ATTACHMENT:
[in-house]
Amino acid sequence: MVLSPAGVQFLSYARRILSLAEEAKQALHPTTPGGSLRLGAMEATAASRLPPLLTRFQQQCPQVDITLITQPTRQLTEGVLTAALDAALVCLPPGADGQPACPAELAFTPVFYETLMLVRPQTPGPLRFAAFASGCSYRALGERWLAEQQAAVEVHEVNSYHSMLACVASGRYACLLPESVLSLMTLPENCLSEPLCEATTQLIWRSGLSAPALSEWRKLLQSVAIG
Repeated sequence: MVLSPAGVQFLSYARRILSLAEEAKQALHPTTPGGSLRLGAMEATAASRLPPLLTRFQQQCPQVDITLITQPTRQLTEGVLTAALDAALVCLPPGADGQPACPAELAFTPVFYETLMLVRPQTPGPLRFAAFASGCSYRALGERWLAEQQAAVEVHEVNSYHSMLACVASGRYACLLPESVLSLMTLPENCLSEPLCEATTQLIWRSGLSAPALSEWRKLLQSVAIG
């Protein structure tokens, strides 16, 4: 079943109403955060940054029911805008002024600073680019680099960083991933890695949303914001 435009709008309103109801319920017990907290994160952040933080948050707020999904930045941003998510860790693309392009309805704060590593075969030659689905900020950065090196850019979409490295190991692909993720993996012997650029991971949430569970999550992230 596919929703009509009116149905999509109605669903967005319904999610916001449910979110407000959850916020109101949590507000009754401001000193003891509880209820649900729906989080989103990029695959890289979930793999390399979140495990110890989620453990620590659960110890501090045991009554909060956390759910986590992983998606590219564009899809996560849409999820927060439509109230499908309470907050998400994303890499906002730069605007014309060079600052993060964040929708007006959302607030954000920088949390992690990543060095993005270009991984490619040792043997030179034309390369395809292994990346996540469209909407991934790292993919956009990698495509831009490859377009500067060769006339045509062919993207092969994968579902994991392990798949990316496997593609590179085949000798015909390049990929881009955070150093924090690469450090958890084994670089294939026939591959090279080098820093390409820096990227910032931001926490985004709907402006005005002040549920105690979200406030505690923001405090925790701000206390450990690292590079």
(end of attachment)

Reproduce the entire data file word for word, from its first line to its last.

[in-house]
Amino acid sequence: MVLSPAGVQFLSYARRILSLAEEAKQALHPTTPGGSLRLGAMEATAASRLPPLLTRFQQQCPQVDITLITQPTRQLTEGVLTAALDAALVCLPPGADGQPACPAELAFTPVFYETLMLVRPQTPGPLRFAAFASGCSYRALGERWLAEQQAAVEVHEVNSYHSMLACVASGRYACLLPESVLSLMTLPENCLSEPLCEATTQLIWRSGLSAPALSEWRKLLQSVAIG
Repeated sequence: MVLSPAGVQFLSYARRILSLAEEAKQALHPTTPGGSLRLGAMEATAASRLPPLLTRFQQQCPQVDITLITQPTRQLTEGVLTAALDAALVCLPPGADGQPACPAELAFTPVFYETLMLVRPQTPGPLRFAAFASGCSYRALGERWLAEQQAAVEVHEVNSYHSMLACVASGRYACLLPESVLSLMTLPENCLSEPLCEATTQLIWRSGLSAPALSEWRKLLQSVAIG
């Protein structure tokens, strides 16, 4: 079943109403955060940054029911805008002024600073680019680099960083991933890695949303914001 435009709008309103109801319920017990907290994160952040933080948050707020999904930045941003998510860790693309392009309805704060590593075969030659689905900020950065090196850019979409490295190991692909993720993996012997650029991971949430569970999550992230 596919929703009509009116149905999509109605669903967005319904999610916001449910979110407000959850916020109101949590507000009754401001000193003891509880209820649900729906989080989103990029695959890289979930793999390399979140495990110890989620453990620590659960110890501090045991009554909060956390759910986590992983998606590219564009899809996560849409999820927060439509109230499908309470907050998400994303890499906002730069605007014309060079600052993060964040929708007006959302607030954000920088949390992690990543060095993005270009991984490619040792043997030179034309390369395809292994990346996540469209909407991934790292993919956009990698495509831009490859377009500067060769006339045509062919993207092969994968579902994991392990798949990316496997593609590179085949000798015909390049990929881009955070150093924090690469450090958890084994670089294939026939591959090279080098820093390409820096990227910032931001926490985004709907402006005005002040549920105690979200406030505690923001405090925790701000206390450990690292590079």